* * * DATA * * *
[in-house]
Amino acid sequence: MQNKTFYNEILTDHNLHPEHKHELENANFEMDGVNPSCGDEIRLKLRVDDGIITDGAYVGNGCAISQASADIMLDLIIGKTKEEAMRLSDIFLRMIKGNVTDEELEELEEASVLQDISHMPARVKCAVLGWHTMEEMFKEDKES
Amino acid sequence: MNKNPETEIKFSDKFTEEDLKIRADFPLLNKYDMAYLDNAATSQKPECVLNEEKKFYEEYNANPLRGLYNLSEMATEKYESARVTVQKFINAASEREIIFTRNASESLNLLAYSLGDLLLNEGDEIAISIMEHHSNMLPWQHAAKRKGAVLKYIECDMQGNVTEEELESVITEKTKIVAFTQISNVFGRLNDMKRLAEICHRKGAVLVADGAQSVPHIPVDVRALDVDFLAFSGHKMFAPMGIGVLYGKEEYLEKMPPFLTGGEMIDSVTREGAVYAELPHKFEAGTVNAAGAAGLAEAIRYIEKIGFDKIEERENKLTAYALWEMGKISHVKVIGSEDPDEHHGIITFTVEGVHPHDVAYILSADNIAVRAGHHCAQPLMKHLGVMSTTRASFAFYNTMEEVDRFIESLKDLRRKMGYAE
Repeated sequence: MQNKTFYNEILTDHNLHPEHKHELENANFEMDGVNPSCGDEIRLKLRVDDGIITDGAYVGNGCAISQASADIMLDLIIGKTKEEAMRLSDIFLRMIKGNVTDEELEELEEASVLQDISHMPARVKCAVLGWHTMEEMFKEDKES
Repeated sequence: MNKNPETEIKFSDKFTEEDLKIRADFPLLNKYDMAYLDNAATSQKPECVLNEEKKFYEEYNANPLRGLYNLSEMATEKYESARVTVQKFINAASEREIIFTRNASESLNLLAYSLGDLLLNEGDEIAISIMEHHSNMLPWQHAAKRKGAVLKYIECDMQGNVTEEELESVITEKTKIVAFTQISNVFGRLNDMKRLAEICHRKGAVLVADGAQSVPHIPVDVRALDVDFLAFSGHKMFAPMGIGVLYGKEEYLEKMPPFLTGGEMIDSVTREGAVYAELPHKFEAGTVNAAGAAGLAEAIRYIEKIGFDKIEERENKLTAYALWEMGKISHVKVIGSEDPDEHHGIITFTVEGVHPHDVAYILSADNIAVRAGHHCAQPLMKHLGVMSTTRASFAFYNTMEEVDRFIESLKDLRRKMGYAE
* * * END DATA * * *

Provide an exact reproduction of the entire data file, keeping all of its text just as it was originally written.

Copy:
[in-house]
Amino acid sequence: MQNKTFYNEILTDHNLHPEHKHELENANFEMDGVNPSCGDEIRLKLRVDDGIITDGAYVGNGCAISQASADIMLDLIIGKTKEEAMRLSDIFLRMIKGNVTDEELEELEEASVLQDISHMPARVKCAVLGWHTMEEMFKEDKES
Amino acid sequence: MNKNPETEIKFSDKFTEEDLKIRADFPLLNKYDMAYLDNAATSQKPECVLNEEKKFYEEYNANPLRGLYNLSEMATEKYESARVTVQKFINAASEREIIFTRNASESLNLLAYSLGDLLLNEGDEIAISIMEHHSNMLPWQHAAKRKGAVLKYIECDMQGNVTEEELESVITEKTKIVAFTQISNVFGRLNDMKRLAEICHRKGAVLVADGAQSVPHIPVDVRALDVDFLAFSGHKMFAPMGIGVLYGKEEYLEKMPPFLTGGEMIDSVTREGAVYAELPHKFEAGTVNAAGAAGLAEAIRYIEKIGFDKIEERENKLTAYALWEMGKISHVKVIGSEDPDEHHGIITFTVEGVHPHDVAYILSADNIAVRAGHHCAQPLMKHLGVMSTTRASFAFYNTMEEVDRFIESLKDLRRKMGYAE
Repeated sequence: MQNKTFYNEILTDHNLHPEHKHELENANFEMDGVNPSCGDEIRLKLRVDDGIITDGAYVGNGCAISQASADIMLDLIIGKTKEEAMRLSDIFLRMIKGNVTDEELEELEEASVLQDISHMPARVKCAVLGWHTMEEMFKEDKES
Repeated sequence: MNKNPETEIKFSDKFTEEDLKIRADFPLLNKYDMAYLDNAATSQKPECVLNEEKKFYEEYNANPLRGLYNLSEMATEKYESARVTVQKFINAASEREIIFTRNASESLNLLAYSLGDLLLNEGDEIAISIMEHHSNMLPWQHAAKRKGAVLKYIECDMQGNVTEEELESVITEKTKIVAFTQISNVFGRLNDMKRLAEICHRKGAVLVADGAQSVPHIPVDVRALDVDFLAFSGHKMFAPMGIGVLYGKEEYLEKMPPFLTGGEMIDSVTREGAVYAELPHKFEAGTVNAAGAAGLAEAIRYIEKIGFDKIEERENKLTAYALWEMGKISHVKVIGSEDPDEHHGIITFTVEGVHPHDVAYILSADNIAVRAGHHCAQPLMKHLGVMSTTRASFAFYNTMEEVDRFIESLKDLRRKMGYAE